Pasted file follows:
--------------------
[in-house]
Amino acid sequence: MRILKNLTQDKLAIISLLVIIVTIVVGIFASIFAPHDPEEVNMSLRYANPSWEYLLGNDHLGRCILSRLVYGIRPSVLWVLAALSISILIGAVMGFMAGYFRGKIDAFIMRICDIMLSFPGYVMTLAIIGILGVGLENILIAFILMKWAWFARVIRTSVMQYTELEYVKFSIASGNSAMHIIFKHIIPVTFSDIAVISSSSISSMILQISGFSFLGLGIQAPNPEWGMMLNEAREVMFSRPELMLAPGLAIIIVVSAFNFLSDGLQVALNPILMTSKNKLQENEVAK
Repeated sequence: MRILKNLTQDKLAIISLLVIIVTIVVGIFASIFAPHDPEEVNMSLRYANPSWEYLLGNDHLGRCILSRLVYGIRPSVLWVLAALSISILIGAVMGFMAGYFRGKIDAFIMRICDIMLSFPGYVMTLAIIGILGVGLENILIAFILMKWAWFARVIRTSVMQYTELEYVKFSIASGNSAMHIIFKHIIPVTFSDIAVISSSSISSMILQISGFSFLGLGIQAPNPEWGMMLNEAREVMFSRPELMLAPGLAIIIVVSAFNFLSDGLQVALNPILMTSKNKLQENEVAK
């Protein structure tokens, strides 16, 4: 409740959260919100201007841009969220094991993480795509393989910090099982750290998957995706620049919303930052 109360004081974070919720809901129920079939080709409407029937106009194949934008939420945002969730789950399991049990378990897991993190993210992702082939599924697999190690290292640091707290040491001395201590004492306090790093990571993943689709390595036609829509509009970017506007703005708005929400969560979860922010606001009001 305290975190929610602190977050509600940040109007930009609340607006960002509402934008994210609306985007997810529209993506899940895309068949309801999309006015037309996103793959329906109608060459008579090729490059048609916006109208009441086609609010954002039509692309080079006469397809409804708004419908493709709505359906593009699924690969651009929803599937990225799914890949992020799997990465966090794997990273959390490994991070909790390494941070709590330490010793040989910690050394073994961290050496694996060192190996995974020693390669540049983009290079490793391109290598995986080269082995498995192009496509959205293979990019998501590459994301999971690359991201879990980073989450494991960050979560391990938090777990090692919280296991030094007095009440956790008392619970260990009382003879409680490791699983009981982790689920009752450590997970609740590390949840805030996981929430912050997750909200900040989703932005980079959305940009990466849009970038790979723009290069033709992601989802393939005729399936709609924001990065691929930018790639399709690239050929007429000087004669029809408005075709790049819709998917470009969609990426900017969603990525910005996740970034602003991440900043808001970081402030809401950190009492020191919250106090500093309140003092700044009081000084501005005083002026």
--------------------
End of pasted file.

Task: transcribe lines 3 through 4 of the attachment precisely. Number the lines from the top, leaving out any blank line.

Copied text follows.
Repeated sequence: MRILKNLTQDKLAIISLLVIIVTIVVGIFASIFAPHDPEEVNMSLRYANPSWEYLLGNDHLGRCILSRLVYGIRPSVLWVLAALSISILIGAVMGFMAGYFRGKIDAFIMRICDIMLSFPGYVMTLAIIGILGVGLENILIAFILMKWAWFARVIRTSVMQYTELEYVKFSIASGNSAMHIIFKHIIPVTFSDIAVISSSSISSMILQISGFSFLGLGIQAPNPEWGMMLNEAREVMFSRPELMLAPGLAIIIVVSAFNFLSDGLQVALNPILMTSKNKLQENEVAK
């Protein structure tokens, strides 16, 4: 409740959260919100201007841009969220094991993480795509393989910090099982750290998957995706620049919303930052 109360004081974070919720809901129920079939080709409407029937106009194949934008939420945002969730789950399991049990378990897991993190993210992702082939599924697999190690290292640091707290040491001395201590004492306090790093990571993943689709390595036609829509509009970017506007703005708005929400969560979860922010606001009001 305290975190929610602190977050509600940040109007930009609340607006960002509402934008994210609306985007997810529209993506899940895309068949309801999309006015037309996103793959329906109608060459008579090729490059048609916006109208009441086609609010954002039509692309080079006469397809409804708004419908493709709505359906593009699924690969651009929803599937990225799914890949992020799997990465966090794997990273959390490994991070909790390494941070709590330490010793040989910690050394073994961290050496694996060192190996995974020693390669540049983009290079490793391109290598995986080269082995498995192009496509959205293979990019998501590459994301999971690359991201879990980073989450494991960050979560391990938090777990090692919280296991030094007095009440956790008392619970260990009382003879409680490791699983009981982790689920009752450590997970609740590390949840805030996981929430912050997750909200900040989703932005980079959305940009990466849009970038790979723009290069033709992601989802393939005729399936709609924001990065691929930018790639399709690239050929007429000087004669029809408005075709790049819709998917470009969609990426900017969603990525910005996740970034602003991440900043808001970081402030809401950190009492020191919250106090500093309140003092700044009081000084501005005083002026």